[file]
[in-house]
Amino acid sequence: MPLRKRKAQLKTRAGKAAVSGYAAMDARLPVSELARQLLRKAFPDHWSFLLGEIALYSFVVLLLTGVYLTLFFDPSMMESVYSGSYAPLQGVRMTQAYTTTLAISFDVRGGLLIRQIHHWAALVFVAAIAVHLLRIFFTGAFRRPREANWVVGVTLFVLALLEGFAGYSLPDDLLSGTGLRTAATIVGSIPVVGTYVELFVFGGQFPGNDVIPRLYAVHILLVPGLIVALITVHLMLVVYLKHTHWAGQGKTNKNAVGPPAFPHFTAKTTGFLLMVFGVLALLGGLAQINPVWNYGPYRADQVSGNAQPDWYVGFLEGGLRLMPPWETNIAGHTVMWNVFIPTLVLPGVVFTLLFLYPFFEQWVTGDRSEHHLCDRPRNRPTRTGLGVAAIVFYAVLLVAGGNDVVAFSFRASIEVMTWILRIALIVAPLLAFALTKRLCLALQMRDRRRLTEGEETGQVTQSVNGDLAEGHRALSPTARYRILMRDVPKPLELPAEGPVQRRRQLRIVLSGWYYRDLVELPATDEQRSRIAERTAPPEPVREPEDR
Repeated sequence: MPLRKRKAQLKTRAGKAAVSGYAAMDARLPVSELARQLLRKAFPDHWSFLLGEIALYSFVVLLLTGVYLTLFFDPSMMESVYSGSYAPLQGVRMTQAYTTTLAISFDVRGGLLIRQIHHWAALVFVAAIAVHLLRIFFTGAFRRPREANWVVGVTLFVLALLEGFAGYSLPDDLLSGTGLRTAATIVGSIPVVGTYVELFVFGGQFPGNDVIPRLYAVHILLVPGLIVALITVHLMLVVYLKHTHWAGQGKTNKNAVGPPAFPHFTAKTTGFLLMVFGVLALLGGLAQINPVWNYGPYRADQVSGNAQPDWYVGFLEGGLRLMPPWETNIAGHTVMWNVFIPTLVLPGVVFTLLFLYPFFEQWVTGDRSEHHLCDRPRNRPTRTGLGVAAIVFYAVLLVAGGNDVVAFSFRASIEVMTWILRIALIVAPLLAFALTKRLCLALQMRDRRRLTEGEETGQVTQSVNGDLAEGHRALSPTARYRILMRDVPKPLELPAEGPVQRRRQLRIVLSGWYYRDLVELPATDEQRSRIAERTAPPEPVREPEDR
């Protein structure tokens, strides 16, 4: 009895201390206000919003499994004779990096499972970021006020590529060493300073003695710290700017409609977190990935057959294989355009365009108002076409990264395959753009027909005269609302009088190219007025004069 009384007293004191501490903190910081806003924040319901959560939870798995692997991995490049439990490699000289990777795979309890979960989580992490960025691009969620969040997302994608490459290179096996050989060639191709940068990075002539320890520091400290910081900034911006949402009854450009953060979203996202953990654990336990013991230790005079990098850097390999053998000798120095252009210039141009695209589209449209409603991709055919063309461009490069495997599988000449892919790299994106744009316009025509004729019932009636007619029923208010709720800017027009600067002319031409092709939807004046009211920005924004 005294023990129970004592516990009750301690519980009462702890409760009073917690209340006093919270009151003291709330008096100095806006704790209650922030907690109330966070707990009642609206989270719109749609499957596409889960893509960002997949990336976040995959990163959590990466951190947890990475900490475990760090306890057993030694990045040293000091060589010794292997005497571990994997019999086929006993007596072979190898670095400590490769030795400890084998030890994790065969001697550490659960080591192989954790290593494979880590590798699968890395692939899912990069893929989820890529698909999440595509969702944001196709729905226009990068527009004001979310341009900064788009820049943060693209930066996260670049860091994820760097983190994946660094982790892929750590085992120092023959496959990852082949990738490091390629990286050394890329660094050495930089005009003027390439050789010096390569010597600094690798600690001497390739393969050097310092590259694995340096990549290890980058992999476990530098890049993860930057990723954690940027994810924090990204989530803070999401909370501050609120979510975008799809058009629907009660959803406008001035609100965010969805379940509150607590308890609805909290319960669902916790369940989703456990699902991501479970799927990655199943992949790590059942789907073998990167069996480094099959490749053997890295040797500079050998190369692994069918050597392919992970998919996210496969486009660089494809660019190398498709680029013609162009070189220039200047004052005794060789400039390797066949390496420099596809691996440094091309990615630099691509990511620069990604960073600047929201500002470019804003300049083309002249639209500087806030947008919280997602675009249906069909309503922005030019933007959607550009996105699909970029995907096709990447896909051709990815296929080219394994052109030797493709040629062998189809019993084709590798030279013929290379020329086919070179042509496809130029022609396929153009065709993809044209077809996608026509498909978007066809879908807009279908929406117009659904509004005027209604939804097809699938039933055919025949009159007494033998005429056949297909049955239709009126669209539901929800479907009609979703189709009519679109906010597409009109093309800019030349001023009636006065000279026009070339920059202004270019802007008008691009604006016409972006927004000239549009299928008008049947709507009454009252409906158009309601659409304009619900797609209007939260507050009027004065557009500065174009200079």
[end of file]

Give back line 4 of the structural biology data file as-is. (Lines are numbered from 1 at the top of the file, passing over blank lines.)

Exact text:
């Protein structure tokens, strides 16, 4: 009895201390206000919003499994004779990096499972970021006020590529060493300073003695710290700017409609977190990935057959294989355009365009108002076409990264395959753009027909005269609302009088190219007025004069 009384007293004191501490903190910081806003924040319901959560939870798995692997991995490049439990490699000289990777795979309890979960989580992490960025691009969620969040997302994608490459290179096996050989060639191709940068990075002539320890520091400290910081900034911006949402009854450009953060979203996202953990654990336990013991230790005079990098850097390999053998000798120095252009210039141009695209589209449209409603991709055919063309461009490069495997599988000449892919790299994106744009316009025509004729019932009636007619029923208010709720800017027009600067002319031409092709939807004046009211920005924004 005294023990129970004592516990009750301690519980009462702890409760009073917690209340006093919270009151003291709330008096100095806006704790209650922030907690109330966070707990009642609206989270719109749609499957596409889960893509960002997949990336976040995959990163959590990466951190947890990475900490475990760090306890057993030694990045040293000091060589010794292997005497571990994997019999086929006993007596072979190898670095400590490769030795400890084998030890994790065969001697550490659960080591192989954790290593494979880590590798699968890395692939899912990069893929989820890529698909999440595509969702944001196709729905226009990068527009004001979310341009900064788009820049943060693209930066996260670049860091994820760097983190994946660094982790892929750590085992120092023959496959990852082949990738490091390629990286050394890329660094050495930089005009003027390439050789010096390569010597600094690798600690001497390739393969050097310092590259694995340096990549290890980058992999476990530098890049993860930057990723954690940027994810924090990204989530803070999401909370501050609120979510975008799809058009629907009660959803406008001035609100965010969805379940509150607590308890609805909290319960669902916790369940989703456990699902991501479970799927990655199943992949790590059942789907073998990167069996480094099959490749053997890295040797500079050998190369692994069918050597392919992970998919996210496969486009660089494809660019190398498709680029013609162009070189220039200047004052005794060789400039390797066949390496420099596809691996440094091309990615630099691509990511620069990604960073600047929201500002470019804003300049083309002249639209500087806030947008919280997602675009249906069909309503922005030019933007959607550009996105699909970029995907096709990447896909051709990815296929080219394994052109030797493709040629062998189809019993084709590798030279013929290379020329086919070179042509496809130029022609396929153009065709993809044209077809996608026509498909978007066809879908807009279908929406117009659904509004005027209604939804097809699938039933055919025949009159007494033998005429056949297909049955239709009126669209539901929800479907009609979703189709009519679109906010597409009109093309800019030349001023009636006065000279026009070339920059202004270019802007008008691009604006016409972006927004000239549009299928008008049947709507009454009252409906158009309601659409304009619900797609209007939260507050009027004065557009500065174009200079």